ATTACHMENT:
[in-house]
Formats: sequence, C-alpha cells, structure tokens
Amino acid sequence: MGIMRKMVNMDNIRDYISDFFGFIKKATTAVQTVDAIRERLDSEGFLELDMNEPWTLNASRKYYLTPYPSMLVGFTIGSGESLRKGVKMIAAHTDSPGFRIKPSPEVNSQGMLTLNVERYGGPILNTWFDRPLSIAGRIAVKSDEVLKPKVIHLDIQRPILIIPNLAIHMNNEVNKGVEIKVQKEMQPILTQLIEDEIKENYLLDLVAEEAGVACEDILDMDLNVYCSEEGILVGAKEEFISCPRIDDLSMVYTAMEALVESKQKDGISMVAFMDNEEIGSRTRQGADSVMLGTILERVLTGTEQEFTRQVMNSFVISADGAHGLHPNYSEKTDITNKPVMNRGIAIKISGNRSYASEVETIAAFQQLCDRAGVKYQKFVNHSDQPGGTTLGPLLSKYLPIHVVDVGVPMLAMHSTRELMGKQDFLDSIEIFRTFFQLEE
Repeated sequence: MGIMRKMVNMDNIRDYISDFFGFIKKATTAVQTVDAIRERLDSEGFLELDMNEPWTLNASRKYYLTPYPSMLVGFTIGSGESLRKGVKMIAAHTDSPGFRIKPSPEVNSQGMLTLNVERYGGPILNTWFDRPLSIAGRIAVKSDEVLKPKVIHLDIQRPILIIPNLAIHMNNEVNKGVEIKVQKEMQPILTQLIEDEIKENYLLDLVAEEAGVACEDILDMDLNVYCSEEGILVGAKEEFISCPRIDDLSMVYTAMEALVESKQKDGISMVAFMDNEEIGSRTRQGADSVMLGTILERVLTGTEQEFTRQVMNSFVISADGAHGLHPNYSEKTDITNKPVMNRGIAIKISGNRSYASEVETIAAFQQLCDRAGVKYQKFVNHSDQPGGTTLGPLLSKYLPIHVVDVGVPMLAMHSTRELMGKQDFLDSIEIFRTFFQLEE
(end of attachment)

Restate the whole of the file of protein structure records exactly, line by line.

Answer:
[in-house]
Formats: sequence, C-alpha cells, structure tokens
Amino acid sequence: MGIMRKMVNMDNIRDYISDFFGFIKKATTAVQTVDAIRERLDSEGFLELDMNEPWTLNASRKYYLTPYPSMLVGFTIGSGESLRKGVKMIAAHTDSPGFRIKPSPEVNSQGMLTLNVERYGGPILNTWFDRPLSIAGRIAVKSDEVLKPKVIHLDIQRPILIIPNLAIHMNNEVNKGVEIKVQKEMQPILTQLIEDEIKENYLLDLVAEEAGVACEDILDMDLNVYCSEEGILVGAKEEFISCPRIDDLSMVYTAMEALVESKQKDGISMVAFMDNEEIGSRTRQGADSVMLGTILERVLTGTEQEFTRQVMNSFVISADGAHGLHPNYSEKTDITNKPVMNRGIAIKISGNRSYASEVETIAAFQQLCDRAGVKYQKFVNHSDQPGGTTLGPLLSKYLPIHVVDVGVPMLAMHSTRELMGKQDFLDSIEIFRTFFQLEE
Repeated sequence: MGIMRKMVNMDNIRDYISDFFGFIKKATTAVQTVDAIRERLDSEGFLELDMNEPWTLNASRKYYLTPYPSMLVGFTIGSGESLRKGVKMIAAHTDSPGFRIKPSPEVNSQGMLTLNVERYGGPILNTWFDRPLSIAGRIAVKSDEVLKPKVIHLDIQRPILIIPNLAIHMNNEVNKGVEIKVQKEMQPILTQLIEDEIKENYLLDLVAEEAGVACEDILDMDLNVYCSEEGILVGAKEEFISCPRIDDLSMVYTAMEALVESKQKDGISMVAFMDNEEIGSRTRQGADSVMLGTILERVLTGTEQEFTRQVMNSFVISADGAHGLHPNYSEKTDITNKPVMNRGIAIKISGNRSYASEVETIAAFQQLCDRAGVKYQKFVNHSDQPGGTTLGPLLSKYLPIHVVDVGVPMLAMHSTRELMGKQDFLDSIEIFRTFFQLEE